Taking a Listen to the Business Side of Being a Musician in California
It’s no secret that people flock to California to fulfill their dreams of becoming a musician. Obviously, having the skill and the passion is a huge (necessary) part of making it big, but what type of business savvy is involved? Have you ever wondered what is required to become a musician? Or that being a musician is a business? Let’s take a look at what you may need to get started.
As an individual embarks on their chosen journey, a career in music and in the music business, it is essential for them to have a basic understanding of the complexities and formalities associated with operating a legitimate business. You should treat your “musical career” as a full-time occupation in order to prosper and succeed on this journey.
In fact, in order to better protect their personal assets, many musical acts typically create a business entity, such as a corporation or limited liability company (LLC). These limited liability entities shield the owners from personal liability for any claims arising from any contracts or other arrangements entered into on behalf of the individual through its corporate or LLC entity.
Generally, these individual’s business entities are called a “loan-out company”. These loan-out companies typically enter into a contract with a third-party as part of a loan-out agreement. Ultimately, the corporate entity, not the members of it, is liable for any debts or contractual obligations of the entity and creditors generally cannot recover against each individual’s personal assets. This protects a person’s assets from judgments or outstanding debts.
For example, this is beneficial if you are a member of a four-person musical group and during your live performance, a member spills a drink on the club’s soundboard and destroys it. If the live performance agreement at the venue is solely entered into with the band’s loan-out company (which it should be), the loan-out company will be the only party contractually responsible for the damaged property and each member will not be personally liable for the damage. The venue’s only recourse is to go after the corporate entity (which may not have assets) and, not each individual band member, for payment to fix or replace the broken equipment.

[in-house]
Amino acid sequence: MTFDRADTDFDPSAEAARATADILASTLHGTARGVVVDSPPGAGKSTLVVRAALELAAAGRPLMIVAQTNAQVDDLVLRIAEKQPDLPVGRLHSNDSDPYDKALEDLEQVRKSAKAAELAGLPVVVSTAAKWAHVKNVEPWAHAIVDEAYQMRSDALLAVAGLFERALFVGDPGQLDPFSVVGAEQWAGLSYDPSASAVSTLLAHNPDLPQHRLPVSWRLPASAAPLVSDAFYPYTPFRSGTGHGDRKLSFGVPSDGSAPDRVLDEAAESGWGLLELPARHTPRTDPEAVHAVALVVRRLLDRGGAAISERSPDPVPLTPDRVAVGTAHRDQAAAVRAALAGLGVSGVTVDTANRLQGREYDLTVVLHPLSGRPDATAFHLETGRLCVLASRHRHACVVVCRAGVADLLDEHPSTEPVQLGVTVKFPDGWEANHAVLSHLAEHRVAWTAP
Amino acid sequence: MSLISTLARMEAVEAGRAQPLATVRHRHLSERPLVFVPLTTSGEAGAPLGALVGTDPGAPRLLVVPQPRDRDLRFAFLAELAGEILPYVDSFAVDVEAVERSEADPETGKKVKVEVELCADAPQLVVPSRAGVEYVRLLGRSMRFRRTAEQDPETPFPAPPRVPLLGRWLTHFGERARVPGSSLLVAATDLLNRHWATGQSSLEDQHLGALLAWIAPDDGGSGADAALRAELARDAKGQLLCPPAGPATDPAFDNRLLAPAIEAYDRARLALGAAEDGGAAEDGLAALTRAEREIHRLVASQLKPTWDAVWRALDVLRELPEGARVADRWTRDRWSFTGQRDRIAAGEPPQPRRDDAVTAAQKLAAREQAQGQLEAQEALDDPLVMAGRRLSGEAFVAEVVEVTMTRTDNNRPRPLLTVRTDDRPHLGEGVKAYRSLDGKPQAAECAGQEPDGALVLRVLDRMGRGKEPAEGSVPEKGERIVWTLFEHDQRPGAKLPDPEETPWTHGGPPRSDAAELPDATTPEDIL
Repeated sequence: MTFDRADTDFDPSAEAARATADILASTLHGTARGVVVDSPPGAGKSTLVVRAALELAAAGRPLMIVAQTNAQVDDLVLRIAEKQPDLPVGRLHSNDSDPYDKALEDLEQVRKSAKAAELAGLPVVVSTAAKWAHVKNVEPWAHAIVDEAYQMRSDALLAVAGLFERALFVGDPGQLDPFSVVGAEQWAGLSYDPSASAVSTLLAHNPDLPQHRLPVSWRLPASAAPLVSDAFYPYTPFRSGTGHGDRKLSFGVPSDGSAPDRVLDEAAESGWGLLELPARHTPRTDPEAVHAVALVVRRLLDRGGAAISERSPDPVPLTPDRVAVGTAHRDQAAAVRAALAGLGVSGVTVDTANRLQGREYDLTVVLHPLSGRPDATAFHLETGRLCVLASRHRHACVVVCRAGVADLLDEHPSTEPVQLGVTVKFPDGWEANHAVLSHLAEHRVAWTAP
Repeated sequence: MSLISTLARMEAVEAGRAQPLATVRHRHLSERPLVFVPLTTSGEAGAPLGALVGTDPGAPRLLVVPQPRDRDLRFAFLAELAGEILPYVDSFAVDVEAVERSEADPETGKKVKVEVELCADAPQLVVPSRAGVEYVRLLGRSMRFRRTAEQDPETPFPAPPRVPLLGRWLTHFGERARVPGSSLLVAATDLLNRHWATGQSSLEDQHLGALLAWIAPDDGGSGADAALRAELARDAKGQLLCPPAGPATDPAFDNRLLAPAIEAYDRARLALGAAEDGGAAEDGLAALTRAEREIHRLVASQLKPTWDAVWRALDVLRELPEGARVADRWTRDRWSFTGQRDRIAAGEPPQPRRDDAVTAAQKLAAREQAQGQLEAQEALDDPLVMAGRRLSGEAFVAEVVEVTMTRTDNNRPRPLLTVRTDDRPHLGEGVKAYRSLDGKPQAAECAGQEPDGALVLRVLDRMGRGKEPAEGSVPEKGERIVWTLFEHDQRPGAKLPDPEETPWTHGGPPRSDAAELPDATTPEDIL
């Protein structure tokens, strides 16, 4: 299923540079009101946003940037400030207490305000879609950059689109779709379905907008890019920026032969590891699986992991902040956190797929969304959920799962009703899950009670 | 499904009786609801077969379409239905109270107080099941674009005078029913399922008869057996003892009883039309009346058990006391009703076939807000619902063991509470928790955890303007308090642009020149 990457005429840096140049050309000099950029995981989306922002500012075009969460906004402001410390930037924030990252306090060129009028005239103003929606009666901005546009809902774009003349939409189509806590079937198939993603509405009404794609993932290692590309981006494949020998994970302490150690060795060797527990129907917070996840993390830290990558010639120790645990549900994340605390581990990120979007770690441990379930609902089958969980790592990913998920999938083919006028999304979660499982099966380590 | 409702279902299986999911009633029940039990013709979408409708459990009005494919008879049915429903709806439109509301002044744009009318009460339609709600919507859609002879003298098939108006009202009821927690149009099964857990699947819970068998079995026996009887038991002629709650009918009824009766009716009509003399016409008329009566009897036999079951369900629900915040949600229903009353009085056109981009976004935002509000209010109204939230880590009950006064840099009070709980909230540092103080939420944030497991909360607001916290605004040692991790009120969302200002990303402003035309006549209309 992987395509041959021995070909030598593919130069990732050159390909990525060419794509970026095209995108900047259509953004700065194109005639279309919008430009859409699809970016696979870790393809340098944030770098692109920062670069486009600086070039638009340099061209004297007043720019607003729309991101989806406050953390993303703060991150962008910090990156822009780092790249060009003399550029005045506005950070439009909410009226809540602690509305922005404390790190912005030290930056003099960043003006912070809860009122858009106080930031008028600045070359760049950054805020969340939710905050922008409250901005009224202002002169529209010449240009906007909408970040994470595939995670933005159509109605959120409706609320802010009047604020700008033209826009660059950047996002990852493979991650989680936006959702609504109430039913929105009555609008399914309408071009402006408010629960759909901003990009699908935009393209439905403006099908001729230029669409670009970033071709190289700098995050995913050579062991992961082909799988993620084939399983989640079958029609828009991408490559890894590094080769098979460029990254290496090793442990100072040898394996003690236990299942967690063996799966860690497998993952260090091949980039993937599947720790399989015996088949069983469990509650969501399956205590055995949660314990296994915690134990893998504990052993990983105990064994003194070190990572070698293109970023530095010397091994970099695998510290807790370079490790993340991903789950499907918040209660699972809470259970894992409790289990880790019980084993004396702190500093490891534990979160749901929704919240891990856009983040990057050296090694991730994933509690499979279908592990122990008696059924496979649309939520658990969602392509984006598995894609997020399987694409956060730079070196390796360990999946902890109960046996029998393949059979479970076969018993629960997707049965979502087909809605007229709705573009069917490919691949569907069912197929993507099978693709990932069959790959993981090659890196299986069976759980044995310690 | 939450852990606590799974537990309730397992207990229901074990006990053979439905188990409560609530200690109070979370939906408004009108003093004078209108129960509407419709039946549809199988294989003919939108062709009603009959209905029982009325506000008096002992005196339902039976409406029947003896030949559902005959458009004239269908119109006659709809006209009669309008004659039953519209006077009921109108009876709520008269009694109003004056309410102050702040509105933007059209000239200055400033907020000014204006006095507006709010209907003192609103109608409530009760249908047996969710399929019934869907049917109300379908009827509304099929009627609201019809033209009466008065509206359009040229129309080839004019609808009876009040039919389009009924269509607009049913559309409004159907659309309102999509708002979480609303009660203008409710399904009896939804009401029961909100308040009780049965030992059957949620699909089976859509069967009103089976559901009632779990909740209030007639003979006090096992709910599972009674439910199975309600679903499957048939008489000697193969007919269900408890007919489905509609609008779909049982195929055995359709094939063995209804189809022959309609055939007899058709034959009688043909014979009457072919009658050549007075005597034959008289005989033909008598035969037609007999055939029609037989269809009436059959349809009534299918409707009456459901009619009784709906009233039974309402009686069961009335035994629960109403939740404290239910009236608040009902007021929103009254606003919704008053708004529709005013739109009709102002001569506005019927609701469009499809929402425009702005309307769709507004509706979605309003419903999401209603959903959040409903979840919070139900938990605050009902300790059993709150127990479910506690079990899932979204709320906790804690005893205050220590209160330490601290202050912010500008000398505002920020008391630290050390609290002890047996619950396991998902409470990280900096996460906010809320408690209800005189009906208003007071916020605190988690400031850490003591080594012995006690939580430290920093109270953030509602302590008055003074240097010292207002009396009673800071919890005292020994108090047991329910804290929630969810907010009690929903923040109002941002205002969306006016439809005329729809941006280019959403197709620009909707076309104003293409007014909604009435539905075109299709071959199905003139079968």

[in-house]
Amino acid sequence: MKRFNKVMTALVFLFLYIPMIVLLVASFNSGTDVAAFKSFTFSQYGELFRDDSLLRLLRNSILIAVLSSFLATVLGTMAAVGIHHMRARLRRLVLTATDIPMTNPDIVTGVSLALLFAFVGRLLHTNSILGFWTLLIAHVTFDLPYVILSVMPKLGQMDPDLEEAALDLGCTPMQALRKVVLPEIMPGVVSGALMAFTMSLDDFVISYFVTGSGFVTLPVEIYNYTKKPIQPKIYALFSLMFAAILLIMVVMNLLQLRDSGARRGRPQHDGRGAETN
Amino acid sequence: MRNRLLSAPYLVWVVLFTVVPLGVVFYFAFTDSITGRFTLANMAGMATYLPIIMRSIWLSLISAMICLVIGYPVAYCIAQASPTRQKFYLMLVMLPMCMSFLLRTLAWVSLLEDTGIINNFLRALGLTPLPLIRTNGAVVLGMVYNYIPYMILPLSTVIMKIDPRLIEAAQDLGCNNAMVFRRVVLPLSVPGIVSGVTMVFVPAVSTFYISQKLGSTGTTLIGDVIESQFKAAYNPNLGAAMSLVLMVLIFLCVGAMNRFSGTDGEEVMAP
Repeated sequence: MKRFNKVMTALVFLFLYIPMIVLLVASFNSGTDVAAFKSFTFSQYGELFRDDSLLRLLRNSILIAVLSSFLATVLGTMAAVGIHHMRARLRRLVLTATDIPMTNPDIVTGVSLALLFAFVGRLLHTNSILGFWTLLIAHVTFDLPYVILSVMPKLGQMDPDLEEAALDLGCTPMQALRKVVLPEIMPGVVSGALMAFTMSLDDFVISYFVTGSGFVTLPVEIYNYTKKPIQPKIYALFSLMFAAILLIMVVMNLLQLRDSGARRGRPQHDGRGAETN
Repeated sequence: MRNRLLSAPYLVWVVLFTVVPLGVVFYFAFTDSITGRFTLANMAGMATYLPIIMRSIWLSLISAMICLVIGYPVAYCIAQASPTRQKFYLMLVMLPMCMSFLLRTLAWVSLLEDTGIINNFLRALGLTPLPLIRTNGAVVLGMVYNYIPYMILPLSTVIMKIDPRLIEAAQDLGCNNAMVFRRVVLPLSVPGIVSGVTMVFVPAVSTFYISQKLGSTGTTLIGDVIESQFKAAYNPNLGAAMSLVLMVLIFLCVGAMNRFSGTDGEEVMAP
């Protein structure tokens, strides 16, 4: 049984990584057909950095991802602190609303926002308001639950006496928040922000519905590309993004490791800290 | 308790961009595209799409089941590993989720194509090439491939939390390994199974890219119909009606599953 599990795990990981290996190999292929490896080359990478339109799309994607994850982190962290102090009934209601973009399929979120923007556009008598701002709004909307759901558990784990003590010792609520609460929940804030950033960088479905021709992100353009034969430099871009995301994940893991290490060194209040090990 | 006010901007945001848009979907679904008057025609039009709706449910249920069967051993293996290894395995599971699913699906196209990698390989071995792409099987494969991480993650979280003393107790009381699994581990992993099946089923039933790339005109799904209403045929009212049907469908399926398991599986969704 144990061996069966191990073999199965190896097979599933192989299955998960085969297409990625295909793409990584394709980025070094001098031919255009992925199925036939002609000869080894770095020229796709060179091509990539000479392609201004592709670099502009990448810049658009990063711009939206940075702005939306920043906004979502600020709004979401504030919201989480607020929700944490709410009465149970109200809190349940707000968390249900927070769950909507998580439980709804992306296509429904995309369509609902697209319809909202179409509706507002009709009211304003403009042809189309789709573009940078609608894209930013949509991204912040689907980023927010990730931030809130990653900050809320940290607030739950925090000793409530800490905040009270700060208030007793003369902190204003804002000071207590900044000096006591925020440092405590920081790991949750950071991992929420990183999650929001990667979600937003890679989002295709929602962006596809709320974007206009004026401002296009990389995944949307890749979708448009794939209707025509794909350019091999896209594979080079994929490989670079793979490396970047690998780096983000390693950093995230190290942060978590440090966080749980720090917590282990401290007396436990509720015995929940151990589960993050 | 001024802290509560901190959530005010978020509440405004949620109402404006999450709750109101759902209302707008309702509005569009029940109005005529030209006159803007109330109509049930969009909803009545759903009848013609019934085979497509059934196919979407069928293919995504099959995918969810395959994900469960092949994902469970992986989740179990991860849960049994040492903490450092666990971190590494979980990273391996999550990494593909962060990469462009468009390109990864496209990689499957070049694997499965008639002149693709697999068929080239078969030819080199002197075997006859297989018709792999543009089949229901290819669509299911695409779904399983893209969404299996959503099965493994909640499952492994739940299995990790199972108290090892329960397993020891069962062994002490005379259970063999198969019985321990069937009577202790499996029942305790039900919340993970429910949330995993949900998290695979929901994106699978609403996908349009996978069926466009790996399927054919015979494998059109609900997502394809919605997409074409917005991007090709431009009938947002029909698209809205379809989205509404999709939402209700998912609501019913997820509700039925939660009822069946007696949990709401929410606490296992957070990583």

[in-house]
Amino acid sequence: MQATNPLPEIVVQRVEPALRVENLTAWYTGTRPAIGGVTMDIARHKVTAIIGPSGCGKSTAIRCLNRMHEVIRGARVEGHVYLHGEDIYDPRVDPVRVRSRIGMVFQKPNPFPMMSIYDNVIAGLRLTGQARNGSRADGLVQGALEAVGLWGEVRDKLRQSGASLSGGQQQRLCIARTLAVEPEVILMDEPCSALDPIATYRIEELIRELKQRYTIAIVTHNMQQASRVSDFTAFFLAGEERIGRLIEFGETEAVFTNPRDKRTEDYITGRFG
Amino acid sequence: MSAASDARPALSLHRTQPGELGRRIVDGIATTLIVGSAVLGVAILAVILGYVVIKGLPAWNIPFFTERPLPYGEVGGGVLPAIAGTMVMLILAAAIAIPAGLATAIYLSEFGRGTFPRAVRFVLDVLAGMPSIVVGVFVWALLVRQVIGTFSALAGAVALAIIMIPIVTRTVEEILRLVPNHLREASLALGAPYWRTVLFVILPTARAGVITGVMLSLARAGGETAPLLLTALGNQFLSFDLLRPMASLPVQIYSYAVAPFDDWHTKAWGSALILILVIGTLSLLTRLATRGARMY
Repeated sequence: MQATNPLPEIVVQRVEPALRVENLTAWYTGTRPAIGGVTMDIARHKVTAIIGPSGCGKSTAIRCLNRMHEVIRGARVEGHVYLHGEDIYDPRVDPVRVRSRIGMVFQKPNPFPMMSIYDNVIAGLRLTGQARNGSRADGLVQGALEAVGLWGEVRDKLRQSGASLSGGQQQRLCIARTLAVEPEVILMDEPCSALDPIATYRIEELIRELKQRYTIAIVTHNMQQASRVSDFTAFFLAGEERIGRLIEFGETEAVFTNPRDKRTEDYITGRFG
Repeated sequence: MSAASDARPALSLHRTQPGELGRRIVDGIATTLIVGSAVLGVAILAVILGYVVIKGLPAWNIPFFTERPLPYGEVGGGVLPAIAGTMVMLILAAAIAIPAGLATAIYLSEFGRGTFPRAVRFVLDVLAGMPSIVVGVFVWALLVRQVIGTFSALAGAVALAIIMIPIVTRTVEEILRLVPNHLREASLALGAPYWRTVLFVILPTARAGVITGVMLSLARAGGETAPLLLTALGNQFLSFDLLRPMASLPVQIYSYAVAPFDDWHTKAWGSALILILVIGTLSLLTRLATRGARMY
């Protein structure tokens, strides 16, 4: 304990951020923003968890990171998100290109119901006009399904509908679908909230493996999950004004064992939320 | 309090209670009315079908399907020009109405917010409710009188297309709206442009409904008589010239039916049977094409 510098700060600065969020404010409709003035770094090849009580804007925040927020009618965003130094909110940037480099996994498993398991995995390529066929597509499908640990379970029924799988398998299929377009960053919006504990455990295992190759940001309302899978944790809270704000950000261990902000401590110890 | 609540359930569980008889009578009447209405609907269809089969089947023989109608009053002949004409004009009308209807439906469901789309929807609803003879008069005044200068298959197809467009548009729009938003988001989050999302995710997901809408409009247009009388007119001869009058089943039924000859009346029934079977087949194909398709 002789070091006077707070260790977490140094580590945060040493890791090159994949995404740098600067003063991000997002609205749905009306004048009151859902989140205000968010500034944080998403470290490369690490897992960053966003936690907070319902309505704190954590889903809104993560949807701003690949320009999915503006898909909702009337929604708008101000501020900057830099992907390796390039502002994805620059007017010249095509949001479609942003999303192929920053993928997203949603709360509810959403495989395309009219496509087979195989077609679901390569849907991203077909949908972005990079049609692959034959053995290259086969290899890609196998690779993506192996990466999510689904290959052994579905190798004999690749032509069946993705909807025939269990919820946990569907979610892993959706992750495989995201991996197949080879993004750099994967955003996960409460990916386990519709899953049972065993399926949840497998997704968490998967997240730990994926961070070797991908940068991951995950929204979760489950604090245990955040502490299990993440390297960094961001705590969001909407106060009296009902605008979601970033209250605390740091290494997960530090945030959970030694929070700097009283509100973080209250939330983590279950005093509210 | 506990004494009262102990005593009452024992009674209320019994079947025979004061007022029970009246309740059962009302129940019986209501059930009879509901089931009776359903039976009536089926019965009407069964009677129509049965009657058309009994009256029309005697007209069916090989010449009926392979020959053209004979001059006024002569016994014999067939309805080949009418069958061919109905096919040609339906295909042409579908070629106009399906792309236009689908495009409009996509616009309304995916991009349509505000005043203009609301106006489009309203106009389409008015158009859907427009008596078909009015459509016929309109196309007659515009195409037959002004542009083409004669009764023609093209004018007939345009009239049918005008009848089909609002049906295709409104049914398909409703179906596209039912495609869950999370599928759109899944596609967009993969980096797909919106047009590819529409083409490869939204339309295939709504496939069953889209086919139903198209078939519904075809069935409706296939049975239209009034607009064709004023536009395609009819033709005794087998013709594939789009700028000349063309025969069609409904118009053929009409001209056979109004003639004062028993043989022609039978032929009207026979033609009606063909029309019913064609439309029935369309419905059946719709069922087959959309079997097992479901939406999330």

While shielding an individual from personal liability is one of the most important advantages of creating a corporate entity, there are also several other important benefits for an artist’s career. One is that having a separate corporate entity permits the musician to open a corporate bank account in an assumed name. This also facilitates easier tracking of your expenses and permits the deduction, or “writing off”, of relevant properly documented business expenses.
In order to determine a corporate entity’s eligibility for these deductions and not have the Internal Revenue Services (I.R.S.) categorize your musical career as “a hobby” (which disallows the deducting of your losses), the entity must substantiate that they are actually carrying on the business activity (music career) for profit or to attempt a profit. Since most artists do not typically make a profit and end up incurring losses for great spans of time, they may be permitted to deduct these documented losses on their tax returns.
It is also important to organize and document these expense records in case the tax authorities are interested in a more detailed examination of them. Keeping copies of receipts and utilizing a separate credit/debit card solely for entertainment related expenses makes it easier to target the deposits and credits to the corporate account.
Another benefit is that a corporate entity typically is governed by a written contract (an operating agreement for an LLC or a shareholder agreement for a Corporation) that outlines how the entity will operate. This includes an outline of the split of any profits and losses among owners.
Also, it specifies how any management decisions shall be addressed and how additional owners and members can be added (or removed) to an entity. These companies also provide easy management over any artist owned intellectual property (i.e. sound recordings, audio-visual works, photographs, logos) for licensing and distribution purposes as well as any tangible property (e.g., studio recording equipment, instruments, mixers).